Ralliers at Capitol want to be heard

Tea party activists say they won't 'sit down and shut up'

April 16, 2010 

SACRAMENTO — For the most part, tea party activists who filled the west lawn of Capitol Park on Thursday just want to be left alone.

"I want my rights, I want my liberty, I want my government and this Capitol to get out of my way and let me pursue my happiness," conservative radio host Eric Hogue told the crowd, drawing loud cheers.

But first, they want their elected officials to take notice.

"They don't listen to what we want. They just want to get their own agenda done," said Chandra Murphy, a Concord homemaker who held a sign that read, "We will not sit down and shut up."

The rally at the Capitol, one of more than 90 tax day protests planned in California, was rooted in calls for lower taxes, less spending and a smaller government limited by a strict interpretation of the U.S. Constitution.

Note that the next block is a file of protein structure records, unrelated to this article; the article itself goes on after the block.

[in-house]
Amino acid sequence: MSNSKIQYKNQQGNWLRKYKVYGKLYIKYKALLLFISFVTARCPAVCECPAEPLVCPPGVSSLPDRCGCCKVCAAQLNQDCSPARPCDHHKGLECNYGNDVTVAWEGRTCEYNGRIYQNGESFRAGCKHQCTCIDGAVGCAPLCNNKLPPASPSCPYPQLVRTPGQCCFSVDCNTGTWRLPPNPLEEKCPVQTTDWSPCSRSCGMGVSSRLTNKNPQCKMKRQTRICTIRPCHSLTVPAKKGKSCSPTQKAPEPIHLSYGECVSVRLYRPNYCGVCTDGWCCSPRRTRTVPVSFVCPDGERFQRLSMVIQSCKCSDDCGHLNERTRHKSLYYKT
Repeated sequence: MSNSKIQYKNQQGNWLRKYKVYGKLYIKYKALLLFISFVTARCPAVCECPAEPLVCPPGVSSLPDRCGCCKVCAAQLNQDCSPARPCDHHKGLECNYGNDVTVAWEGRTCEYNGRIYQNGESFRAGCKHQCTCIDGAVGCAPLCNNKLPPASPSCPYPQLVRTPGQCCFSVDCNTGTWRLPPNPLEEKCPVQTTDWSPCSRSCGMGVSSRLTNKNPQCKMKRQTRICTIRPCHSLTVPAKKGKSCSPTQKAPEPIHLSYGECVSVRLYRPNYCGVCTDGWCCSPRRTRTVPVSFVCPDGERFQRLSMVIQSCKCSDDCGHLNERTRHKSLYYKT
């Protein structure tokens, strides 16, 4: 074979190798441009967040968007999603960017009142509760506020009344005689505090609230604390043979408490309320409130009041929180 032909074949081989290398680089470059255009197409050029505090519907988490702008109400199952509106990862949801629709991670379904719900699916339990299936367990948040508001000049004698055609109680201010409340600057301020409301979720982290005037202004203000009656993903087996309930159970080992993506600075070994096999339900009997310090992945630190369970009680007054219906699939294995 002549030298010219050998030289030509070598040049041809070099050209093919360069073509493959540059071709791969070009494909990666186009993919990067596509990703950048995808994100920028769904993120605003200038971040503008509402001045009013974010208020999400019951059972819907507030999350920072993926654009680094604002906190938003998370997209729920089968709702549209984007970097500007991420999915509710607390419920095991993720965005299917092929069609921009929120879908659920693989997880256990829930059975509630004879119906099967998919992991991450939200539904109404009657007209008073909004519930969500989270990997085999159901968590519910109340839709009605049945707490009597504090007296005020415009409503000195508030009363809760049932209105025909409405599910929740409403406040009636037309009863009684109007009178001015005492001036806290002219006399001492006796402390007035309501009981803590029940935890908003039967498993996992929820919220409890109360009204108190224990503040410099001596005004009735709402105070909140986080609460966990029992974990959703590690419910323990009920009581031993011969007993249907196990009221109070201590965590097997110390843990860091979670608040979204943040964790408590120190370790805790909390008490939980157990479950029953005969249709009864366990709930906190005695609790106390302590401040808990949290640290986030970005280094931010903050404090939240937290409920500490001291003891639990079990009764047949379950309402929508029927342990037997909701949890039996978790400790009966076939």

"If it's not in the original Constitution, government has no business being in it," said a man on stilts decked out in an Uncle Sam costume who called himself "Too Tall."

An estimated 2,000 to 3,000 demonstrators attended the afternoon rally sponsored by the NorCal Tea Party Patriots. Last year's tax day rally at the Capitol attracted an estimated 5,000 people.

Echoing the sentiment at rallies held across the nation, many in the Sacramento crowd expressed disdain for President Barack Obama.

Their top complaint was the recent health care overhaul.

"I'm mad because what the government is doing with the country is headed toward socialism," said Ron Brown, a physical therapist from Sacramento.

But the sign-wielding demonstrators also decried illegal immigration, public funding for abortions and what they characterized as a lack of water rights for Central Valley farmers.

In Washington, several thousand rallied in the shadow of the Ronald Reagan office building.

Republican Rep. Michele Bachmann of Minnesota won roars of affirmation as she accused Obama and congressional Democrats of trying to take over health care, energy, financial services and other broad swaths of the economy.

"We're on to this gangster government," she declared. "I say it's time for these little piggies to go home."

The Associated Press contributed to this report.

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